Gymnasts require more flexibility than the general athlete to perform the necessary skills of their sport. Summertime is a great time to focus on increasing flexibility. Since stretching is an important component of training, it is a good idea to review some of the safest ways to stretch to prevent injury and progress flexibility.
Gymnastics offers a unique perspective, even allowing some athletes to see the world upside down!
As summer comes to an end, Fall brings a season of routine. This is especially true of dancers who are back to academia on top of rehearsal. Professional dancers, for example, will begin preparing their upcoming repertoire for programs like Joffrey Ballet’s Giselle and Hubbard Street Dance Company’s Fall Series.
The Nutcracker is the most iconic holiday ballet performed by ballet schools and professional companies around the world.
Between December 10th and December 30th, the Joffrey Ballet Chicago will perform The Nutcracker 27 times.3 That’s an average of 1.2 shows per day! For optimal performance, it is crucial that dancers are proactive in preventing injuries from occurring and correctly manage injuries when they do occur. Foot and ankle injuries represent 34-62 percent of all injuries reported by dancers.5 Female ballet dancers are especially vulnerable to these injuries because of the increased demand put on the foot and ankle when dancing en pointe.
For many dancers, summers are filled with morning to evening dance classes. Sometimes learning new styles, other times perfecting their technique in a familiar style. Often these summer dance intensives are away from home allowing the dancer to stay in a dormitory and meet new friends who have the same passion. Auditions for these programs are held months in advance and attention from renowned dance teachers may arise from this experience.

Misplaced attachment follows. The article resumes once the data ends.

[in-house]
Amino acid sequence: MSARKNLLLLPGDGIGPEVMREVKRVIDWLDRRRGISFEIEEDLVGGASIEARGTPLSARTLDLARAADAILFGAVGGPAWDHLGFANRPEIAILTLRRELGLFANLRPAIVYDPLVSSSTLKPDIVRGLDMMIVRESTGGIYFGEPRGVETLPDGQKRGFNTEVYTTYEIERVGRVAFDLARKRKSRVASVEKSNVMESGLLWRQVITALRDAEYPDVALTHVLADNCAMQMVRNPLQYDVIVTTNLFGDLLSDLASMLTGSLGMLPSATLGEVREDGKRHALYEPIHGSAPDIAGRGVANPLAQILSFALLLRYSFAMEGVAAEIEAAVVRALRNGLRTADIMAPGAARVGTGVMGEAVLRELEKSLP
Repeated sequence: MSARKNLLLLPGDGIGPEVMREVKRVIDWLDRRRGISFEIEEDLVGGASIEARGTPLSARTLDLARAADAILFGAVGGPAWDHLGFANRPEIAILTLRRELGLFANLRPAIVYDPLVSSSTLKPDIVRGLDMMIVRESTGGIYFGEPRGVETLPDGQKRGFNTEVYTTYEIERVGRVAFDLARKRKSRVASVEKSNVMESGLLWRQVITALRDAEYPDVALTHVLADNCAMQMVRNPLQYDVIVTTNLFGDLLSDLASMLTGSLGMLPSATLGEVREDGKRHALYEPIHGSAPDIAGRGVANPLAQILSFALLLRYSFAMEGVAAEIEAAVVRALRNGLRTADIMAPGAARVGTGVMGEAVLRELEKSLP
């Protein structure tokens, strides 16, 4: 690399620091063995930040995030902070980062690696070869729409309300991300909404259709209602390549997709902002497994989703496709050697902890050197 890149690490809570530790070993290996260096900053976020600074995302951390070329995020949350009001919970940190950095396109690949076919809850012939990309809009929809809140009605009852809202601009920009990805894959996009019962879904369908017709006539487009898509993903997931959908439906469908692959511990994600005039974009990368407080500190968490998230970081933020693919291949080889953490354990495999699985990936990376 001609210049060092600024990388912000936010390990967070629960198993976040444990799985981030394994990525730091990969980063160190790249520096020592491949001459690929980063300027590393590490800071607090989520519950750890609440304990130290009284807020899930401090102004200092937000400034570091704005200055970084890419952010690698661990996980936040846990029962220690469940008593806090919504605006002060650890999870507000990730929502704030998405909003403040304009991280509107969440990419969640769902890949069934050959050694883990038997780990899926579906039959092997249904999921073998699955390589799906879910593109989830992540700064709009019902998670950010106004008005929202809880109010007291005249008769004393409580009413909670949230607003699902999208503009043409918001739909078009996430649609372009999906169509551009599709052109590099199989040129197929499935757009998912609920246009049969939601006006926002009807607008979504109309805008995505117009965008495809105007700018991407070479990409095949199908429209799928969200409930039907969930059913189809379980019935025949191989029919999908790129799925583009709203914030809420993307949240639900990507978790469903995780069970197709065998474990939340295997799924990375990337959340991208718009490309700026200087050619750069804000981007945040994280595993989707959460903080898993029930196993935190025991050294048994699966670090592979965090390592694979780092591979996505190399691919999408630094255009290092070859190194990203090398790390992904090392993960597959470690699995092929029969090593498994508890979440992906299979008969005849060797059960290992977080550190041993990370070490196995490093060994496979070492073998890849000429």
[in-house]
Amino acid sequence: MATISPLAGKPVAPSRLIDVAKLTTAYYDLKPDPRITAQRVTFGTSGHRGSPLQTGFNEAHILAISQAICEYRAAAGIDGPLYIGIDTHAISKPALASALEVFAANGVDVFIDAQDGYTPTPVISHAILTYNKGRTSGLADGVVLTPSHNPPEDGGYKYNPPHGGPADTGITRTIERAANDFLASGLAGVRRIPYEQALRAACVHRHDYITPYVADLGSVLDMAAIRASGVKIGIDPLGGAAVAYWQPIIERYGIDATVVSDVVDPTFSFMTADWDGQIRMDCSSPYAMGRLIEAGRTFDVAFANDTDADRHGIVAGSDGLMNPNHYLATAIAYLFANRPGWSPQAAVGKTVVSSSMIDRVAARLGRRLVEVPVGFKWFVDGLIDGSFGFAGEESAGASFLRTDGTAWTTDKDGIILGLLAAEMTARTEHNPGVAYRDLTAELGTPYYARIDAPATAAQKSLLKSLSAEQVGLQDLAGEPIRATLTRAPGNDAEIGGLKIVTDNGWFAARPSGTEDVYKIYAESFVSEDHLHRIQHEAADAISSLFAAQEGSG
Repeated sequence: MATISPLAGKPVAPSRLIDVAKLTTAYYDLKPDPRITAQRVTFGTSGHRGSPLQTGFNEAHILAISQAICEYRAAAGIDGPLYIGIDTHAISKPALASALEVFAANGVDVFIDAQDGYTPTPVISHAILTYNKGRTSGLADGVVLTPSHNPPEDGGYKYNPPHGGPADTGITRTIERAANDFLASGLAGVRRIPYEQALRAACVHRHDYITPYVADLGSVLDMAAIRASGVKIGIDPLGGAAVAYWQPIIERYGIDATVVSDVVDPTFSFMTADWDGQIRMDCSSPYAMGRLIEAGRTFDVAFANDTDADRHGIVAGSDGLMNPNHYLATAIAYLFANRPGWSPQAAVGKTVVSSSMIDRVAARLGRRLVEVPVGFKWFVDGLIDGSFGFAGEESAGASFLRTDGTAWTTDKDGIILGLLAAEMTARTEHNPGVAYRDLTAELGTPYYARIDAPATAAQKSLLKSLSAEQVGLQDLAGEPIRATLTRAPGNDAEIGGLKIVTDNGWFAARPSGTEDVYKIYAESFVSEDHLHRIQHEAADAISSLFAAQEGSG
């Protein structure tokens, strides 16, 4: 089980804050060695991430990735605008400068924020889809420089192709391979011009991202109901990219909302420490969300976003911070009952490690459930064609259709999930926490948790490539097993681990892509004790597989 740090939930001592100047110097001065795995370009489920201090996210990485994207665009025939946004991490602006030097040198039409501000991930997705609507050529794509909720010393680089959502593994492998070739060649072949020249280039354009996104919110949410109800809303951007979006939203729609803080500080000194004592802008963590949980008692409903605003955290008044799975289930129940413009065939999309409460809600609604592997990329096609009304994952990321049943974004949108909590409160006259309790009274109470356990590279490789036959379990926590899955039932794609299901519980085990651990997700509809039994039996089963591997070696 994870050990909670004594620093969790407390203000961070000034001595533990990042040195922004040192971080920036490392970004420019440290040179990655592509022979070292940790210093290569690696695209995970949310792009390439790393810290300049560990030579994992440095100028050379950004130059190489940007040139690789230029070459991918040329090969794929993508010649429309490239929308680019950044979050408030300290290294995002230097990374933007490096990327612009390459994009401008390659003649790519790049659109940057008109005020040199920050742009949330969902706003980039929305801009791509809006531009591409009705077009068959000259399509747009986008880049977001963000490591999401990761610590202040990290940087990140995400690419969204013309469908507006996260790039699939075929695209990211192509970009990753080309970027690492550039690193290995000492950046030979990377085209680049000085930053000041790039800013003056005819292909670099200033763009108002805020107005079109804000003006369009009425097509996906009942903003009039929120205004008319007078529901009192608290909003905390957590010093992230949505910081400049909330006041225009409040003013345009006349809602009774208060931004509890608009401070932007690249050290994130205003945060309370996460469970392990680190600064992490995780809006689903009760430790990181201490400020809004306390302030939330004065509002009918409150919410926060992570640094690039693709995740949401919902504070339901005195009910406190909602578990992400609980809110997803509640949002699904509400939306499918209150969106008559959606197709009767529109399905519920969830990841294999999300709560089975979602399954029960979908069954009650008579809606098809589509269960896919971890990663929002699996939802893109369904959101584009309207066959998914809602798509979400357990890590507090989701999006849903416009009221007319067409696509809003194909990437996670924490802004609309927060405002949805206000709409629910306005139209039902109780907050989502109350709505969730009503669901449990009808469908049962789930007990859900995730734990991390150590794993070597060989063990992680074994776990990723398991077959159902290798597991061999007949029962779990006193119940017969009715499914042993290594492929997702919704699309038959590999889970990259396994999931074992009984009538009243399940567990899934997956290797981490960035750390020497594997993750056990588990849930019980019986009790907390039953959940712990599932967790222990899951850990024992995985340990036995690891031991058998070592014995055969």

What is “turn out”?
“Turn out” is the amount of outward rotation that can be achieved from the legs.
For a ballet dancer, the ideal amount of turn out is 90° from each leg.1 If that motion is not possible from the hip joints, the motion must come from other parts of the body.2 While the ideal amount of hip external rotation of each leg is 90°, no need to toss your pointe shoes in the trash if you don’t have that much hip mobility. Even elite professional ballerinas rely on compensations to produce the desired level of turn out.3
Most people agree that gymnasts and cheerleaders must be very strong and flexible. Although each athlete is different, patterns of tightness and weakness are often found when screening gymnasts and cheerleaders. As with many sports, some muscles will become naturally stronger and more flexible, while others will be weaker and tighter due to the positioning of the skills practiced. Correction of these muscle imbalances is important to enhance skill level and prevent injury. Read More
The gymnastics and cheer seasons’ are underway! Check out our second blog focusing on staying healthy during the gymnastics and cheerleading season. Our second blog by Melissa Winterhalter, PT, DPT, OCS, CSCS, specializes in gymnastics and performing arts. She is a Board Certified Orthopedic Specialist and a NSCA Certified Strength & Conditioning Specialist. Read More